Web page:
Outside Recaps The Deadliest Season in Everest History

As most of you probably already know, this past climbing season on Everest was the deadliest in the history of Mt. Everest, despite the fact that the South Side of the mountain was shutdown for most of the spring. On April 18, a massive avalanche rolled down the slopes of that section of the mountain, not far from Camp 1, claiming the lives of 16 Sherpas who were shuttling gear and supplies up the slopes at that time. It was a disaster of epic proportions that will continue to resonate with the climbing community for years to come, and even now, months after the accident, we're still learning new details about that tragic day.

In the latest issue of Outside magazine, resident Everest expert Grayson Schaffer shares his insights into the lost season on Everest. His article, entitled "Black Year: Everest's Deadliest Season" is now available online, and it is a long, and exhaustive look at everything that happened on April 18, giving us the most detailed account of the rescue efforts, which eventually turned into a mission to recover the bodies of the fallen. The article takes us step-by-step through that day, starting early in the morning before the avalanche hit, and continuing on until search and rescue operations ceased.

Of course, no story about this Everest season would be complete without looking at the fallout that followed the tragedy, and this one does that as well. It explores the politics and tensions that led to the cancellation of climbing operations, particularly those that were brought to bear on Joby Ogwyn, the BASE jumper who was planning to fly a wingsuit off the summit of the mountain.

The article also looks at the meeting that took place in Base Camp on April 20, which would ultimately lead to the demands of the Sherpas on the Nepali government, and eventually contribute to the shutdown of the mountain. What followed has been the subject of numerous stories, with a small, but very vocal, group of Sherpas applying pressure on their compatriots, the climbers, and guides, to call of the climb, and go home.

This is a long article, and will require some time to get through the entire thing, but it is probably the best, most complete, look at the situation that we've seen to date. It incorporates first hand accounts from Sherpas, climbing team leaders, guides, and others who were on the mountain. The further we get away from the tragedy, the more likely we are to get a clearer picture of the accident, and the days that followed. I'm sure the entire story still isn't known, but we are getting closer.

Badwater Ultra-Marathon Begins New Era with 2014 Race

The annual Badwater Ultra-Marathon, one of the toughest foot races on the planet, is scheduled to get underway next Monday, July 21. It will be the 37th running of this event, which draws runners from all over the planet each year to test themselves along a 135 mile (217 km) route through the hottest place on the planet – Death Valley. But this year, the race will have a slightly different look than in the past, as new regulations by the National Park Service have banned athletic competitions from taking place inside the parks while it conducts a review of safety for such events.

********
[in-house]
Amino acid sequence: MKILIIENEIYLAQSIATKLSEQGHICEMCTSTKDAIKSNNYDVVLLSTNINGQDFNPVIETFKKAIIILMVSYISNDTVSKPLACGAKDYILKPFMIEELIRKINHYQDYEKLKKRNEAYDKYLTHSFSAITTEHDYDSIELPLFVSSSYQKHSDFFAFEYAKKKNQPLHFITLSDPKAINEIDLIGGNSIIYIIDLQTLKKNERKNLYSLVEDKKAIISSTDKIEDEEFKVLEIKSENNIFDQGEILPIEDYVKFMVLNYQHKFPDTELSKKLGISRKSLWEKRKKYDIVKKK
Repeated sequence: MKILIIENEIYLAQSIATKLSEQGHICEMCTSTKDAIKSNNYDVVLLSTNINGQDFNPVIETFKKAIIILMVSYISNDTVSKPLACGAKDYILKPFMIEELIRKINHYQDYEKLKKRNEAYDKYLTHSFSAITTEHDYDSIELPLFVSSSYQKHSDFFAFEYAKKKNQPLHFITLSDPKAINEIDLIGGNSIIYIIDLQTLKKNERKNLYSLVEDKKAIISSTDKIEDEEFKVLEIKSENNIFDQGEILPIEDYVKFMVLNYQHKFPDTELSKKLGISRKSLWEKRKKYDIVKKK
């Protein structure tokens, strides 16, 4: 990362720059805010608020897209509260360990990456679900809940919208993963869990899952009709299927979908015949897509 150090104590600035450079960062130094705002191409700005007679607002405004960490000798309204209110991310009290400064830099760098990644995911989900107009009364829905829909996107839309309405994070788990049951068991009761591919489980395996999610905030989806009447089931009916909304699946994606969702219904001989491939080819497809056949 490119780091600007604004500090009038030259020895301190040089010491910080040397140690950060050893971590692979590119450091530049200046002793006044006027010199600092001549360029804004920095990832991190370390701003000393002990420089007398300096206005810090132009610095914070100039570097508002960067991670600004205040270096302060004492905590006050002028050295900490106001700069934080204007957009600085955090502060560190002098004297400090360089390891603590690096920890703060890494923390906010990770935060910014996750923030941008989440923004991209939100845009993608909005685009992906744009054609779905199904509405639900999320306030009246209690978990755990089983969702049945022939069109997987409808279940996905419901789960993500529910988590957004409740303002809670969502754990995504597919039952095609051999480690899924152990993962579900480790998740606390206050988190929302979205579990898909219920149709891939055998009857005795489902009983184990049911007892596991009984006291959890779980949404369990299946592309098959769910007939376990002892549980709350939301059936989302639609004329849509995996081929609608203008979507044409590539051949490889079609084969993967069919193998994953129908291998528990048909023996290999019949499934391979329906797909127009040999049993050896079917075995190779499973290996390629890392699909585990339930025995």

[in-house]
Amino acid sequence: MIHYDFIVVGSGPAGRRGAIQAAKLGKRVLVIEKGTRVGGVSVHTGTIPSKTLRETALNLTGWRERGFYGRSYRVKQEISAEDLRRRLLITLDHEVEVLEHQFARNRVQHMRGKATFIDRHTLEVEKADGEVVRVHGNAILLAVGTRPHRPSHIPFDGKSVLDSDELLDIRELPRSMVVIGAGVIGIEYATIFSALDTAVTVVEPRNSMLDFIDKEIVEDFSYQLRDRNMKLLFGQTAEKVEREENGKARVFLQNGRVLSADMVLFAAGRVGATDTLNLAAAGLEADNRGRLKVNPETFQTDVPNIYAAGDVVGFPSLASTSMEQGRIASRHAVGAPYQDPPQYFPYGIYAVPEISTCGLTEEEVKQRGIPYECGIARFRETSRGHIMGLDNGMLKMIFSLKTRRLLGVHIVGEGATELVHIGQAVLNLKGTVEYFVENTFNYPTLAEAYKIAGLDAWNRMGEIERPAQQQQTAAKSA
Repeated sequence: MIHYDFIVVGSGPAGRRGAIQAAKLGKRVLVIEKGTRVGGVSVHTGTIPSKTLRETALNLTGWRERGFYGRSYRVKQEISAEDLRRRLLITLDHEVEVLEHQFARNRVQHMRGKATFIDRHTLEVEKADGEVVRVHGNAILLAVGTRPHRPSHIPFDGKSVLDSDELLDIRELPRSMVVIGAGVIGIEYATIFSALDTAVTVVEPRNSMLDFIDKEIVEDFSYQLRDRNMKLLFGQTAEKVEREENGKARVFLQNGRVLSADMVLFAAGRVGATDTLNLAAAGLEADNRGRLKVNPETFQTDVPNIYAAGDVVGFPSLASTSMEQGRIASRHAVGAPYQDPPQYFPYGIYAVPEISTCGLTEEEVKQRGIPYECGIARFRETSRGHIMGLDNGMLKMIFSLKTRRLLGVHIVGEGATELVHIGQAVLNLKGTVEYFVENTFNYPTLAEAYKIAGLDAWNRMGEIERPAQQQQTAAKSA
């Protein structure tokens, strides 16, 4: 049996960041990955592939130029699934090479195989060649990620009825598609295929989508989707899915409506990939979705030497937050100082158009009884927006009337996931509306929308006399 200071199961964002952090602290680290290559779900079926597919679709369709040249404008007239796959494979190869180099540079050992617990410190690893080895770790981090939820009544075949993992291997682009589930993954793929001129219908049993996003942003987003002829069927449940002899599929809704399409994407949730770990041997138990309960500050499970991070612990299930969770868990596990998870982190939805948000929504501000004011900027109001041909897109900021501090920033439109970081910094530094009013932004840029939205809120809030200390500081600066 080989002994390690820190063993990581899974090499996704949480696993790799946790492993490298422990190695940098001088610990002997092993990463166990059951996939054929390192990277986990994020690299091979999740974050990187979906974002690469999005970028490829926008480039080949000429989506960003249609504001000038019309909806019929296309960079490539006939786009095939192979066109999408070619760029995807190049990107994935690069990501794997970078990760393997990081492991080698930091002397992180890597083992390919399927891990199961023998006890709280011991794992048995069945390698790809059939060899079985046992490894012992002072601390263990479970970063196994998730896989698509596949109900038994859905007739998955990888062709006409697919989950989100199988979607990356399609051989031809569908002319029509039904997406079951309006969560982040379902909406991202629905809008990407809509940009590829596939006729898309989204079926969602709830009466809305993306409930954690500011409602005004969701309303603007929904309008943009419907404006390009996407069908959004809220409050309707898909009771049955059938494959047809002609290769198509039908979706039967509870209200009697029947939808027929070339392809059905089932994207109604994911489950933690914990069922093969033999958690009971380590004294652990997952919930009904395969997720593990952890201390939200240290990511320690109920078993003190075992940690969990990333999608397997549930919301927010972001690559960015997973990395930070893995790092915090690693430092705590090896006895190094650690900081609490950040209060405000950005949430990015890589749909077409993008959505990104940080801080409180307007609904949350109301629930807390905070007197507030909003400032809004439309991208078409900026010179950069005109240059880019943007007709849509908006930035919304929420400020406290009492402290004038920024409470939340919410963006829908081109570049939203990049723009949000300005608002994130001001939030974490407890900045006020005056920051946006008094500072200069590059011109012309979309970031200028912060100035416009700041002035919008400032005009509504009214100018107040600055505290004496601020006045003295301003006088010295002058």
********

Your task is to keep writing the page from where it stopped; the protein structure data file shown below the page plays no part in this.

As you can probably imagine, this change in policy has not sat well with Badwater competitors, many of whom have been taking part in the event for years. The name of the race is derived from the Badwater Basin, which sits inside Death Valley National Park, but won't even be a part of the route this year. That starting point was part of the tradition that has made this ultra-run such a special event, and these changes, brought on by a new park superintendent, have left some runners frustrated.

This year, organizers of the event have been forced to alter the traditional course to meet the new requirements from the park service, and as a result, the runners will now set off from Lone Pine, California, although they will still have the finish line on the slopes of Mt. Whitney. Along the way, they'll cross over Horseshoe Meadow, at an altitude of 10,000 feet (3048 meters), before traveling through Owens Valley on a dirt road at 5500 feet (1676 meters), before proceeding on to Darwin, as they approach the Mt. Whitney Portal at 8360 feet. Over the course of the 135 mile run, competitors will face 17,000 feet (5800 metes) of vertical gain, and 12,700 feet (4450 meters) of cumulative descent.

For their part, the National Park Service says that they are continuing to receive more applications and requests to hold endurance events inside the parks, including Death Valley. In order to ensure that those events are safe, the agency has elected to study the viability of holding athletic competitions on government managed public lands. Their concerns aren't just about the safety of competitors, as they also want to examine the impact of such events on traffic flow, and access to other the park by other visitors during the events. The environmental impact of these events are also being evaluated as well.

The door is not closed on the Badwater returning to its original course in the future. It is possible that the NPS will decide that the event is safe, and has minimal impact on the park. But for this year, the race will have a different course, and a different look. One that keeps it out of Death Valley National Park altogether.